There was a time when there were two celebrations of Independence in the community. One was in Seaton Park sponsored by the Anti-Marcos group led by Ruben Cusipag, Fely Villasin and Ging Hernandez and the Pro-Marcos group led by Eddie Lee, Jun Cruz and their brothers in the Fraternity.

When Mann Nacario came, he changed the venue to Earl Bales Park and united the two groups having the TV Show Philippine Sundae. He also installed a Rizal Monument with the help of the Knights of Rizal and the Philippine Consulate during the time of Consul General Santos. He also became the President of PIDC and the Philippine Chamber of Commerce.

It is good that we have the Taste of Manila which is gathering thousands of people and giving us publicity even if it is experiencing some financial problems and was stopped because of the pandemic.

What we need to do now is use the mainstream media. Filipino businesses such as restaurants, doctors, nurses and associations should buy space in Toronto Star and Toronto Sun and promote their activities. Franchise businesses like the Jollibee and Seafood City should spend more in promoting their businesses to the Canadian mainstream of 38 million to increase their sales rather than just the Filipinos.

We need promotion to make our people feel proud about themselves and to educate mainstream Canadians about us. Let them know our history, our hundreds of tourist areas, our products and services. We should create a website of our businesses and advertise them as one. It is time we market our products and services to the Canadian mainstream like the Chinese, Koreans, Japanese and Indians. They are lucky that their high tech products such as cars, computers, cell phones, TV and other appliances reminds Canadians of their countries and technologies. It is expensive to do that individually. Let us do it together.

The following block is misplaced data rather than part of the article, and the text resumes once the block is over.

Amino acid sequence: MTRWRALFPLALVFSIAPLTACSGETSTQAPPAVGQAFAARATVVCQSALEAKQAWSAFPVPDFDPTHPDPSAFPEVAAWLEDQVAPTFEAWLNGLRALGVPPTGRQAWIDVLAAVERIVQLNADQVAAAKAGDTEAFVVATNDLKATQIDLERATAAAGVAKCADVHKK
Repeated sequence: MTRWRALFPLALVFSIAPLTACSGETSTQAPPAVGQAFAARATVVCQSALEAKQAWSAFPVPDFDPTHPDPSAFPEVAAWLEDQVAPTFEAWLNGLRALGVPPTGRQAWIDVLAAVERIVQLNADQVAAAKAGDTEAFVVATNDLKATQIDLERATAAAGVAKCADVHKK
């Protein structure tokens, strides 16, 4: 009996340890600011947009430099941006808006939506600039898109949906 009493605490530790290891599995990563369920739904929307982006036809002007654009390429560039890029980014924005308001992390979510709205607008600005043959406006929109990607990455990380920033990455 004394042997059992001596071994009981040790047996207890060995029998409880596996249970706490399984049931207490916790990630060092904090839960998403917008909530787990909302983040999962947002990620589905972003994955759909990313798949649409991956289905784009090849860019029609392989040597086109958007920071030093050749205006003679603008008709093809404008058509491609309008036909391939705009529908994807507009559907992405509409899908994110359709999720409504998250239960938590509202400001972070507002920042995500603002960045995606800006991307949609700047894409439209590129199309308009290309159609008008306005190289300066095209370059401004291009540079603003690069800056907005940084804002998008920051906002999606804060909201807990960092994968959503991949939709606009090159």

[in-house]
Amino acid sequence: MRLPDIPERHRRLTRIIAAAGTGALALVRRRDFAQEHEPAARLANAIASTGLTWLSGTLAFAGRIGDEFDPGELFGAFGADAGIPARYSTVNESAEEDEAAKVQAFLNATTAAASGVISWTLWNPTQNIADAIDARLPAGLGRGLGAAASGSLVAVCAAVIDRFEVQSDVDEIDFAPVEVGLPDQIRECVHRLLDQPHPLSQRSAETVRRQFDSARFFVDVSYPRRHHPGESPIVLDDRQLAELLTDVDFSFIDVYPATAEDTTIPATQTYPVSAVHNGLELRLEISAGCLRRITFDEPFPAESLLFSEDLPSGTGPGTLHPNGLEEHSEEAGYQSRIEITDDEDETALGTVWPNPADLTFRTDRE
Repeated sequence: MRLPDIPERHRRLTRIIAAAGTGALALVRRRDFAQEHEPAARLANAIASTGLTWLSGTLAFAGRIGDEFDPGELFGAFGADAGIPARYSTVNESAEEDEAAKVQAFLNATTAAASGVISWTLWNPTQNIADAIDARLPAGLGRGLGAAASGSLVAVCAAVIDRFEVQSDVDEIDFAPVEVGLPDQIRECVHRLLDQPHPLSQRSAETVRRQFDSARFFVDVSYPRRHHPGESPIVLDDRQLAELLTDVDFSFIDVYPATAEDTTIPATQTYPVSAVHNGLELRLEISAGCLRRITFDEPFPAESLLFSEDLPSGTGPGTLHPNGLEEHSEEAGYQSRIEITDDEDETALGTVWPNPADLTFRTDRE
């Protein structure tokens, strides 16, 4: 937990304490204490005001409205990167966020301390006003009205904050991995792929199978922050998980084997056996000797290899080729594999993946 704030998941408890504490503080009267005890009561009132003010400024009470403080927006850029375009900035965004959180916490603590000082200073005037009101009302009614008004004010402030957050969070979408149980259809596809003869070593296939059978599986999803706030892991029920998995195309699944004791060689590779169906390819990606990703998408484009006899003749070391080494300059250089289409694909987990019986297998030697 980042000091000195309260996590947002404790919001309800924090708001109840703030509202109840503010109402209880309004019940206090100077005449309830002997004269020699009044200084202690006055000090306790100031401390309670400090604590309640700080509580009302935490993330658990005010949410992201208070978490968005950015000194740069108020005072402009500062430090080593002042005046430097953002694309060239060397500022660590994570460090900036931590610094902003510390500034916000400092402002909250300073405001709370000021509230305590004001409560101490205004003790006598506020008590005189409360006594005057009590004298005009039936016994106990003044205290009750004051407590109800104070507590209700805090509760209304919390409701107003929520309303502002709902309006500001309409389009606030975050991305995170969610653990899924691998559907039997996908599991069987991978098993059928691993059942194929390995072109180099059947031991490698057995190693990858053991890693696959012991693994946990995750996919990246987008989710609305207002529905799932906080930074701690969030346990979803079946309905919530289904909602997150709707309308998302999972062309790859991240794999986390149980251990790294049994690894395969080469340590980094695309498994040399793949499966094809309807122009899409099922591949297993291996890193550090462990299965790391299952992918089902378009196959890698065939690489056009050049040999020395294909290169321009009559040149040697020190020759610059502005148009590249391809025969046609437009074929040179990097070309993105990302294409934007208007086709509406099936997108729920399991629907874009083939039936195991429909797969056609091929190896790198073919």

There was a time in the end of 1980’s when I single handily promoted the Filipinos. I was trying to create a myth that the Filipina is one of the best wives in the world. I was featured in Toronto Sun and Toronto Star in full page articles and was also featured on CBC TV Monitor for 30 minutes nationwide. But some Filipinos got jealous and started acting like crabs.

We were lucky that during the Philippine Centennial Festival at the SkyDome in 1998 we had Cleve Sandy as volunteer and helped us promote in the mainstream with Toronto Star, Toronto Sun, CBC and other media outlets.

We should be more active in Canadian politics and learn from the experience of other ethnic groups on how to unite and promote their candidates. We have more than a million population in a country of 38 million people and many of our people are worthy of becoming politicians in this country.

You would notice that the only time Canadian media publish something about the Philippines and Filipinos is when it is bad, when there is a disaster or something critical about our President and people. They just want to make themselves look good and us looking bad. . I sometimes suspect that mainstream media is racists against us coloured people and immigrants.

Nevertheless, we should spend for the promotion of the good deeds of our people, our businesses and for our political future and to improve our business prospects. If we don’t carry our own chairs, who will? Time to educate Canadians on the greatness of our people or at least on what we truly are.

By Rodel J. Ramos